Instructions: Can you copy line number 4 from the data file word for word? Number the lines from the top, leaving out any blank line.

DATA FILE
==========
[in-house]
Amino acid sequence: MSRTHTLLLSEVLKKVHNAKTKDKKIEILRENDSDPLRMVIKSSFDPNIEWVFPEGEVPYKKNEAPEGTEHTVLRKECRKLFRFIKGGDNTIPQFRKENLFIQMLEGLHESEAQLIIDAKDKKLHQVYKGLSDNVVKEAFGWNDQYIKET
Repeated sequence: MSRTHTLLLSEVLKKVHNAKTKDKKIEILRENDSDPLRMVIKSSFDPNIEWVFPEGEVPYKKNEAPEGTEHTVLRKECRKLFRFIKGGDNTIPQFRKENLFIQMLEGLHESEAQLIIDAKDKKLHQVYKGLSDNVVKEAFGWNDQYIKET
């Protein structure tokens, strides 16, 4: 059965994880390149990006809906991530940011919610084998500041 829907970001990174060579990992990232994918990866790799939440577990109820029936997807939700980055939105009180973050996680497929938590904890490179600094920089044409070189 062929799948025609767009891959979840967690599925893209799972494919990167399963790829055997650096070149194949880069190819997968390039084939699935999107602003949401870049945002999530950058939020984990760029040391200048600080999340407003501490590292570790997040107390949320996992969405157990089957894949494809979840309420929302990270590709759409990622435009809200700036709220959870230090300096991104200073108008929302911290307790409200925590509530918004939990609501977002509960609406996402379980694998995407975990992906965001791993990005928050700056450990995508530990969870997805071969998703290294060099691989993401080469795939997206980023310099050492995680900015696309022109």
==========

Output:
């Protein structure tokens, strides 16, 4: 059965994880390149990006809906991530940011919610084998500041 829907970001990174060579990992990232994918990866790799939440577990109820029936997807939700980055939105009180973050996680497929938590904890490179600094920089044409070189 062929799948025609767009891959979840967690599925893209799972494919990167399963790829055997650096070149194949880069190819997968390039084939699935999107602003949401870049945002999530950058939020984990760029040391200048600080999340407003501490590292570790997040107390949320996992969405157990089957894949494809979840309420929302990270590709759409990622435009809200700036709220959870230090300096991104200073108008929302911290307790409200925590509530918004939990609501977002509960609406996402379980694998995407975990992906965001791993990005928050700056450990995508530990969870997805071969998703290294060099691989993401080469795939997206980023310099050492995680900015696309022109």